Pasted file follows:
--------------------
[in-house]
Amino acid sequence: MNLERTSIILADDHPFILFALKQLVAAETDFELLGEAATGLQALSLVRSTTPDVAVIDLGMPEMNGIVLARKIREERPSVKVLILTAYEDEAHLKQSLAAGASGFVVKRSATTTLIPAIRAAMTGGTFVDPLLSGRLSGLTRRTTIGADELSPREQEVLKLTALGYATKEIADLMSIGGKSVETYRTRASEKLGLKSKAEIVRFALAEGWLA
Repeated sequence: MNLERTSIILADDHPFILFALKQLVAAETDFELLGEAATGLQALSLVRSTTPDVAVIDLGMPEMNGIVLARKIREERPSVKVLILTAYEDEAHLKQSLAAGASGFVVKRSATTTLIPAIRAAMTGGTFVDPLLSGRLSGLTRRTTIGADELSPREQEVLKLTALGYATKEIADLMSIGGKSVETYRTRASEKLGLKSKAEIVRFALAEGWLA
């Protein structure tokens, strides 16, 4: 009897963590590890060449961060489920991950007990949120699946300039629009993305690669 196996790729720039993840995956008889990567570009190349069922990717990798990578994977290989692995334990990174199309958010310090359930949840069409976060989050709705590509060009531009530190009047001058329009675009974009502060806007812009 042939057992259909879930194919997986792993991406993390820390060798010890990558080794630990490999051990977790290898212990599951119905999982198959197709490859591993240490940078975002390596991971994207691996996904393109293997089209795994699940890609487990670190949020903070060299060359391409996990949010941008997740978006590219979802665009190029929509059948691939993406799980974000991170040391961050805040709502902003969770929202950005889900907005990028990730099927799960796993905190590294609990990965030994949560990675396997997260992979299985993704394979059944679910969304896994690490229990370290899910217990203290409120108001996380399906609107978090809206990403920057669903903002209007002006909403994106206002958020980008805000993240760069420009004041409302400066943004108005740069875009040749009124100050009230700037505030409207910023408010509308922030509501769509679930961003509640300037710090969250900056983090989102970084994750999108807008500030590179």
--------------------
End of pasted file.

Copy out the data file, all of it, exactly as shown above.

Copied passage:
[in-house]
Amino acid sequence: MNLERTSIILADDHPFILFALKQLVAAETDFELLGEAATGLQALSLVRSTTPDVAVIDLGMPEMNGIVLARKIREERPSVKVLILTAYEDEAHLKQSLAAGASGFVVKRSATTTLIPAIRAAMTGGTFVDPLLSGRLSGLTRRTTIGADELSPREQEVLKLTALGYATKEIADLMSIGGKSVETYRTRASEKLGLKSKAEIVRFALAEGWLA
Repeated sequence: MNLERTSIILADDHPFILFALKQLVAAETDFELLGEAATGLQALSLVRSTTPDVAVIDLGMPEMNGIVLARKIREERPSVKVLILTAYEDEAHLKQSLAAGASGFVVKRSATTTLIPAIRAAMTGGTFVDPLLSGRLSGLTRRTTIGADELSPREQEVLKLTALGYATKEIADLMSIGGKSVETYRTRASEKLGLKSKAEIVRFALAEGWLA
């Protein structure tokens, strides 16, 4: 009897963590590890060449961060489920991950007990949120699946300039629009993305690669 196996790729720039993840995956008889990567570009190349069922990717990798990578994977290989692995334990990174199309958010310090359930949840069409976060989050709705590509060009531009530190009047001058329009675009974009502060806007812009 042939057992259909879930194919997986792993991406993390820390060798010890990558080794630990490999051990977790290898212990599951119905999982198959197709490859591993240490940078975002390596991971994207691996996904393109293997089209795994699940890609487990670190949020903070060299060359391409996990949010941008997740978006590219979802665009190029929509059948691939993406799980974000991170040391961050805040709502902003969770929202950005889900907005990028990730099927799960796993905190590294609990990965030994949560990675396997997260992979299985993704394979059944679910969304896994690490229990370290899910217990203290409120108001996380399906609107978090809206990403920057669903903002209007002006909403994106206002958020980008805000993240760069420009004041409302400066943004108005740069875009040749009124100050009230700037505030409207910023408010509308922030509501769509679930961003509640300037710090969250900056983090989102970084994750999108807008500030590179």